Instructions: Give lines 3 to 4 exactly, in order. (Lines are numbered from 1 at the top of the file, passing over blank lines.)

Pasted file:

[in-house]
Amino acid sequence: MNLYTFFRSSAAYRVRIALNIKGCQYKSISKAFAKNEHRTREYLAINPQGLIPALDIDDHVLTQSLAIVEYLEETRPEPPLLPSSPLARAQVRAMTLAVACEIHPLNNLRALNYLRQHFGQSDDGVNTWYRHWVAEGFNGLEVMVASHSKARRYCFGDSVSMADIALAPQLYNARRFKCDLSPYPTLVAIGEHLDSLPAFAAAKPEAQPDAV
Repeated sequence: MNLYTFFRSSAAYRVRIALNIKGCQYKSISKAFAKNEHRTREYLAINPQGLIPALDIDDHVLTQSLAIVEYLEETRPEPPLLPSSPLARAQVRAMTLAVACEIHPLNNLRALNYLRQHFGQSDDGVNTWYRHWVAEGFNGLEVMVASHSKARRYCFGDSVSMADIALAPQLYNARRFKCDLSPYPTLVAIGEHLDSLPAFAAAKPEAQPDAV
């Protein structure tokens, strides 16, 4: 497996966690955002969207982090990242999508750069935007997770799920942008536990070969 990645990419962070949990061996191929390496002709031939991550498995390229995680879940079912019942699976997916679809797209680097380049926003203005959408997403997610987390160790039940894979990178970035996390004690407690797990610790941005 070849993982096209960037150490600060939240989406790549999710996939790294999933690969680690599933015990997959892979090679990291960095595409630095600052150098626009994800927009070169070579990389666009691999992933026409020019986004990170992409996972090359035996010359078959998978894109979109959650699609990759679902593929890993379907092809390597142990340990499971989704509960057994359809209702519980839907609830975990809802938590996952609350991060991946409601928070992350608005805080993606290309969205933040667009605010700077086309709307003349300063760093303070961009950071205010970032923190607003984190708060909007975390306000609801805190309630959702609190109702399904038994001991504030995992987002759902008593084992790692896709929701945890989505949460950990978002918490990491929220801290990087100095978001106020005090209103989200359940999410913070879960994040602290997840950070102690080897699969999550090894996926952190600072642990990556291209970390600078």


Repeated sequence: MNLYTFFRSSAAYRVRIALNIKGCQYKSISKAFAKNEHRTREYLAINPQGLIPALDIDDHVLTQSLAIVEYLEETRPEPPLLPSSPLARAQVRAMTLAVACEIHPLNNLRALNYLRQHFGQSDDGVNTWYRHWVAEGFNGLEVMVASHSKARRYCFGDSVSMADIALAPQLYNARRFKCDLSPYPTLVAIGEHLDSLPAFAAAKPEAQPDAV
């Protein structure tokens, strides 16, 4: 497996966690955002969207982090990242999508750069935007997770799920942008536990070969 990645990419962070949990061996191929390496002709031939991550498995390229995680879940079912019942699976997916679809797209680097380049926003203005959408997403997610987390160790039940894979990178970035996390004690407690797990610790941005 070849993982096209960037150490600060939240989406790549999710996939790294999933690969680690599933015990997959892979090679990291960095595409630095600052150098626009994800927009070169070579990389666009691999992933026409020019986004990170992409996972090359035996010359078959998978894109979109959650699609990759679902593929890993379907092809390597142990340990499971989704509960057994359809209702519980839907609830975990809802938590996952609350991060991946409601928070992350608005805080993606290309969205933040667009605010700077086309709307003349300063760093303070961009950071205010970032923190607003984190708060909007975390306000609801805190309630959702609190109702399904038994001991504030995992987002759902008593084992790692896709929701945890989505949460950990978002918490990491929220801290990087100095978001106020005090209103989200359940999410913070879960994040602290997840950070102690080897699969999550090894996926952190600072642990990556291209970390600078």